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Finns Party popularity slumps to seven-year low

A fresh survey indicates that Timo Soini's nationalist bloc has lost more than half of its support since joining government a year and a half ago. Meanwhile the opposition SDP is bolstering its position as the nation's most popular party.

Perussuomalaiset ilmapallo.
The air seems to have gone out of Finns Party support. Image: Ismo Pekkarinen / AOP

A Helsingin Sanomat poll released on Saturday indicates that support for the populist Finns Party has plunged to a seven-year low.

The newspaper’s first party support survey of 2017, carried out by pollster Kantar TNS, suggests that just 8.6 percent of the electorate would vote for Foreign Minister Timo Soini’s party if elections were held now. Finland holds municipal elections in April.

That marks a decline of 1.3 percentage points from the December 2016 poll. The last time the nationalist Finns Party was below nine percent was in the spring of 2010.

Formed in 1995, they joined government for the first time in May 2015. At that point, their popularity level was more than twice as high as now, standing at 19.2 percent in the HS poll. The latest poll came as three FP politicians were convicted of hate speech.

SDP & NCP gain, Centre slips

The latest HS public opinion survey indicates that the opposition Social Democrats remain the nation’s most popular party with support of 21.7 percent. Former finance minister Antti Rinne's SDP has gained 0.9 percentage point since last month.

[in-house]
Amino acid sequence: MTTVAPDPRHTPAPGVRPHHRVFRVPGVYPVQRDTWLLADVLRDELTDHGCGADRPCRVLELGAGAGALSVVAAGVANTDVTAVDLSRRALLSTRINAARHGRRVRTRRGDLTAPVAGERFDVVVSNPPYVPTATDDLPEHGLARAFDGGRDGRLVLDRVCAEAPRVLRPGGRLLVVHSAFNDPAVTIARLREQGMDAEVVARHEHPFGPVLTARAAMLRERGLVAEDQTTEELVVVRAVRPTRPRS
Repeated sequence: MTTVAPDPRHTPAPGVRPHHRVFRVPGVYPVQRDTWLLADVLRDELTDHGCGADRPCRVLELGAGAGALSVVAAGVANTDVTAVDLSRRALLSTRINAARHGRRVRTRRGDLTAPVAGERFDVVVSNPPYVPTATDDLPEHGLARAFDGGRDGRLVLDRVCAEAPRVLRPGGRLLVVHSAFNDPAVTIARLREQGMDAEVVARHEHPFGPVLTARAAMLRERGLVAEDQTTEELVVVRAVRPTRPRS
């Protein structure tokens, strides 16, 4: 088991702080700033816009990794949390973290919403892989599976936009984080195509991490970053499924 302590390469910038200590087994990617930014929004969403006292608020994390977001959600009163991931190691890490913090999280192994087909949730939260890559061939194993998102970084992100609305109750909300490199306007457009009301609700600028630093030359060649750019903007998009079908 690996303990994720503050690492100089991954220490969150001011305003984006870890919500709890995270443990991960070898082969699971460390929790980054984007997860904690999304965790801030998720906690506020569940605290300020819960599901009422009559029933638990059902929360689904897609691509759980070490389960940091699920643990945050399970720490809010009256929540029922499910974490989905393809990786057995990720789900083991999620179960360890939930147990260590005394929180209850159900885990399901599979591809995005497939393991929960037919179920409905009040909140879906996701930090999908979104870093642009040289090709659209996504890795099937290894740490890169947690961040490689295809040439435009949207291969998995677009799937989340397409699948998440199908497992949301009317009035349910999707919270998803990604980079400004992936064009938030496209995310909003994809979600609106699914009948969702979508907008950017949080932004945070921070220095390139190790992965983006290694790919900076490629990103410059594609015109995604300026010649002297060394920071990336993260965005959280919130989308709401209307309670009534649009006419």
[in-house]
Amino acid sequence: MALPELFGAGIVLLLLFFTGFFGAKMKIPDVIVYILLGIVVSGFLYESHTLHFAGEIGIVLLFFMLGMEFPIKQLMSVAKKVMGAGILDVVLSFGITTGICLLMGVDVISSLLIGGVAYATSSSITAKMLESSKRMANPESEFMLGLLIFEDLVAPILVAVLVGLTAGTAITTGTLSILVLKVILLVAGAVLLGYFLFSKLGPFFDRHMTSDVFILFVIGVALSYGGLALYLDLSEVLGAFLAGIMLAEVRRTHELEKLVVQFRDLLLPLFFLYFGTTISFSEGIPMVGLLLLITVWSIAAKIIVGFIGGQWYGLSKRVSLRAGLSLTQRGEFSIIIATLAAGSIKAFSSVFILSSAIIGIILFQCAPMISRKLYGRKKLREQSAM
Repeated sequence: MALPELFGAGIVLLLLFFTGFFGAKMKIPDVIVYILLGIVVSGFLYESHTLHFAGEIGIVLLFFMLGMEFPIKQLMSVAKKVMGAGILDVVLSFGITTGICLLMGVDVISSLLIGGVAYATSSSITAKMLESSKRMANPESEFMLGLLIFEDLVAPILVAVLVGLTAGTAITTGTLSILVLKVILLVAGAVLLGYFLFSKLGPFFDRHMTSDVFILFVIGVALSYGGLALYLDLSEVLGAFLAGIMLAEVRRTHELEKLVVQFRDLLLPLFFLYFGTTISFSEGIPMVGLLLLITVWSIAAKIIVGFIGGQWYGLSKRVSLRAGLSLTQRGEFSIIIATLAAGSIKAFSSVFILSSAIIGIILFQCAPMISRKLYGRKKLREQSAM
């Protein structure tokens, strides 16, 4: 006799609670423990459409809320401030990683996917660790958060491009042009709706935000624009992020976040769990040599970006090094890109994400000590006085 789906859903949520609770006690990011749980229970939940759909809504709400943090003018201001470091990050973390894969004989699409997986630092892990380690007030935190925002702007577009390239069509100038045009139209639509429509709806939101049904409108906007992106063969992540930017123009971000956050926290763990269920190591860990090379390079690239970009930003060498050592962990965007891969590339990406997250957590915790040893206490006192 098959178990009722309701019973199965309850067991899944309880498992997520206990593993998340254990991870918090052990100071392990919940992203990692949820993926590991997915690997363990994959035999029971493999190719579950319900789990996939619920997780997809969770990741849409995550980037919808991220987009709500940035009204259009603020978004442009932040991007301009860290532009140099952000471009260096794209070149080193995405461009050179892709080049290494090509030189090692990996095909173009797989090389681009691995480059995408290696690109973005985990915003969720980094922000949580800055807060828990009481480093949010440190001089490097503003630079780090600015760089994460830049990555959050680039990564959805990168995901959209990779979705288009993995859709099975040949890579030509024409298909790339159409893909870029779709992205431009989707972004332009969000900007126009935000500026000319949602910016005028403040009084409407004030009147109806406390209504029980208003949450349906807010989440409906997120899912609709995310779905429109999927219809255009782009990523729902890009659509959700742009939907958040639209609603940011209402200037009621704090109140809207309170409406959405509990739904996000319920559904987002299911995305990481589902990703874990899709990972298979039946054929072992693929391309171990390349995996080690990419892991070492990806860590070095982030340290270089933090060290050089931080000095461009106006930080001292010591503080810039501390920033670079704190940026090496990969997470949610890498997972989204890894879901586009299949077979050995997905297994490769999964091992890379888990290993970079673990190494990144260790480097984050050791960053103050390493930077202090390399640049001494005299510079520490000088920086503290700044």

Meanwhile prime minister Juha Sipilä's Centre dipped by the same margin to just under 20 percent.

Current finance minister Petteri Orpo's conservative National Coalition Party was apparently the only one of the three cabinet partners to gain support, nudging up from 18.4 to 18.7 percent.

There were no major changes in backing for the other opposition parties. The Left Alliance gained slightly, pulling even with the Finns Party, while the Greens saw their support edge downward.

Pollster Kantar TNS interviewed 2,272 people for the poll. It sets the margin of error at about two percentage points for the major parties, meaning that most of the changes fall within that margin.

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